British Government Up To Its Old Tricks ?

Discussion in 'Current Affairs, News and Analysis' started by tomahawk6, Dec 26, 2007.

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  1. A British diplomat was expelled for having talks with the Taliban ? Shades of General Richards and Musa Qala.

  2. Or just a bunch of totally misguided fuckwits.
  3. Quite possibly,but it does seem to undermine the troops in the field.
  4. I tend to agree with you on this point,and I reckon that they should face charges when they land back home.
  5. All governments speak to 'Terrorists', its part of their duty to help make peace.
  6. But aren't the British just doing their usual thing: divide and rule? Which means talks must take place with elements of the Taliban in order to split them. And once you start talking you can't help but negotiate, i.e. "You give me this in exchange for that"? And politicians always lie about negotiating with “terrorists,” putting up some ridiculous smokescreen about ‘talking’ not ‘negotiating’ (a bit like Clinton not having “sex” with “that woman”). Sorry, but what's the problem here? Does anyone claim there's going to be an outright military victory? LOL Just pass them a GCSE history book on Western (and Russian) military involvement in Afghanistan.
  7. Probably on the orders of Broon so he can downsize his war costs for the year after next. Don't think such hi ranking 'diplomats' would 'engage' with the enemy without the knowledge of central Govt.

    They did it in Iraq and glossed it over as something it wasn't they will do it here.

    Good points our people get to come home earlier to a safer environment.

    Bad points our standing in the eyes of the rest of the world will take a battering as it looks as we are chased out again..
  8. Having read as much as I can find on the subject, I'd say that a large number of fighters aren't really Taleban supporters, more paid employees. Given another source of cash, ie wages from the Government to fight the Taleban, they'd be quite happy to take the Government's money, fight the hard core Taleban fighters, who are frequently not Afghan in orgin, and gain British Forces support and redevolpment aid!

    If it saves us bombing every single village and fighting for every compound in Helmand Province then I see no problem with trying to wean tribal groups away from the Taleban.
  9. This is an insightful posting by Kitmarlowe. It not only recognises that the Taliban is a description for what is a relatively weakly-linked federation of diverse interests, but also uses this fact as a means for removing some elements from Taliban influence and turning the stronger groups into fighting the Taliban's serious fighters.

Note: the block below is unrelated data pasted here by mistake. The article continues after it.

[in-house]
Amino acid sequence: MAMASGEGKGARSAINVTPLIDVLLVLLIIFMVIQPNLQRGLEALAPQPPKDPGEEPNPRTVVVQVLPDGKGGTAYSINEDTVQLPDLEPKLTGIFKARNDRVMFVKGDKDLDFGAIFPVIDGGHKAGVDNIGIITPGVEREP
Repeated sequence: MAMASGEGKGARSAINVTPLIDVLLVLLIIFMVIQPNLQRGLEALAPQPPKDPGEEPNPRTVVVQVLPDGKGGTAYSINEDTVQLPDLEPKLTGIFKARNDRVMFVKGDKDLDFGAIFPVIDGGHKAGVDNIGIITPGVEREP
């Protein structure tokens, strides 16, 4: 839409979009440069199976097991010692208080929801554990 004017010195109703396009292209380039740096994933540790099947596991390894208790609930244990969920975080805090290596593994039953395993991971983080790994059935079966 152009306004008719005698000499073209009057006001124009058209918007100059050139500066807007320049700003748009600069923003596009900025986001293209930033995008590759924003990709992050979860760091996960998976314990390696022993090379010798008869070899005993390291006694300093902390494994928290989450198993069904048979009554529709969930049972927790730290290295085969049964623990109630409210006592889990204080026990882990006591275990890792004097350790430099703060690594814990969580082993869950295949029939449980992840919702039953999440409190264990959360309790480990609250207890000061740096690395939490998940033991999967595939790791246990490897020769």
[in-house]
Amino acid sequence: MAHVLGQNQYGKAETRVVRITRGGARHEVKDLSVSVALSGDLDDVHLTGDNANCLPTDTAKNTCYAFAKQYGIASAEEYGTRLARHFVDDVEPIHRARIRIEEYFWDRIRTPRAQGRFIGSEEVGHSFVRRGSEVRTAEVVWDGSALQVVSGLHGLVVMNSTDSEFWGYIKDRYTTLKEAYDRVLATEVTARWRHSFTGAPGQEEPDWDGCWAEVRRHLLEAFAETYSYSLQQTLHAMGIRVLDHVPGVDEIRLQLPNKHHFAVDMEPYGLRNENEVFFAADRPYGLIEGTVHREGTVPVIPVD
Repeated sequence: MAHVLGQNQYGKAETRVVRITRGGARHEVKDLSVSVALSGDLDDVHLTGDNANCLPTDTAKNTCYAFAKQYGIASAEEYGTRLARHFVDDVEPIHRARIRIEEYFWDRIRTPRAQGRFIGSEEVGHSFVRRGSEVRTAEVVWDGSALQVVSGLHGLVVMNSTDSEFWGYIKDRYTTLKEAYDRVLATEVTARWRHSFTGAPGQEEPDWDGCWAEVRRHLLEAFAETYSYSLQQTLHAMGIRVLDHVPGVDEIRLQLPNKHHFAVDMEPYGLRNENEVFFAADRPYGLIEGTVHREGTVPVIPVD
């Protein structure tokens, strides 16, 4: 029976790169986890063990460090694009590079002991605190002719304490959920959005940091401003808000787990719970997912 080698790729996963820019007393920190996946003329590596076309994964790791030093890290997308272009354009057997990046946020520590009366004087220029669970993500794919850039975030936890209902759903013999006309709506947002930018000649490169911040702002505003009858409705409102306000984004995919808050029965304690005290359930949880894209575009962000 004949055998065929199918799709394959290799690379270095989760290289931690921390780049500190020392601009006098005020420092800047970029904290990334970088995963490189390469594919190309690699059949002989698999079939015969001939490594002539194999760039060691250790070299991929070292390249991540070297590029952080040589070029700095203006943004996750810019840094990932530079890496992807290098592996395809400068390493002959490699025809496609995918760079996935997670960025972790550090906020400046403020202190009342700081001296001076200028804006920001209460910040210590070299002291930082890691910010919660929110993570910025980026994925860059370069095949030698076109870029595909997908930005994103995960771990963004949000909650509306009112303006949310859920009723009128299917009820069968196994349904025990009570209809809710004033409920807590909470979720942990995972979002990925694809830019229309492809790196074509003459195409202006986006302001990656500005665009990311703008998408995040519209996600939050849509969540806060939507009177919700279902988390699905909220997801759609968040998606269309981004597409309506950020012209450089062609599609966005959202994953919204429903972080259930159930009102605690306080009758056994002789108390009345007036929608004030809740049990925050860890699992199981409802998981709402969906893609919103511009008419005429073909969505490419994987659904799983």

:clap: :clap: :clap: :clap: :clap:

  10. Thank You. I'm almost blushing here.
  11. It turns out that it was two senior UN employees that were kicked out of the country, one of them British.

    Edited to add - Apparently they were acting outside their remit and may have endangered Afghan Forces. There is also rumour that one of them may have been turned.
  12. I really think negotiating with the Taleban (or certain elements of them) is the only chance of beating them. They seem to have endless amounts of new fighters from Pakistan. It's only a matter of time before eventually people in the West just get tired of hearing about soldiers dying in Afghanistan and demand a pull out.

    We need to do something similar to the "awakening" in Iraq and pay off some of the Taleban or tribes to fight for us.
  13. I suspect this is an entirely separate incident Sven. MI6 agents held a number of discussions, known as "jirgas", with members of the hardline Islamist group, according to a Daily Telegraph report.

    If true, the revelation could embarrass Prime Minister Gordon Brown, coming just weeks after he told MPs:
    Mind you, this was also about the time he said he wouldn't call a General Election because Labour would win!

    But it could, as Kitmarlowe alludes, be interpreted as building on the stated Government aim of splitting the Taliban and backing efforts by President Hamid Karzai to offer a legitimate place in Afghan society to insurgents willing to renounce violence.

    The Telegraph claims around half a dozen meetings took place between MI6 agents and Taliban leaders during the summer. It quotes an unnamed intelligence source as saying:
    It is suggested up to six such meetings took place at houses on the outskirts of Lashkah Gah and in villages in the Upper Gereshk valley, to the north east of Helmand's main town.

    Shadow defence secretary Dr Liam Fox said:
    Responding to the Daily Telegraph's allegations, a spokeswoman for the Foreign Office said:
    Except of course, when lying about intelligence to justify going into Iraq.
  14. Ex-Grenadier,

    That makes perfect sense, there's never going to be enough troops to really secure Lashkah Gah and the Upper Gereshk valley. So, peel the local tribal groups away from the Taleban, and therby help the ANA/ANP keep the peace, improving security and allowing local re-development to start.

    That actually makes sense. must have cloned a Political Officer from the Hindu Kush in the 1920's!
  15. Same incident. Unless two different sets of diplomats, one set EU and the other UN - both with one of the diplomats being British - have been asked to leave by Karzai.

    My information is by way of News24, which has just had a UN spokesman saying that they were acting without remit and were senior UN personalities. Also, the report floated the rumour that one had been turned.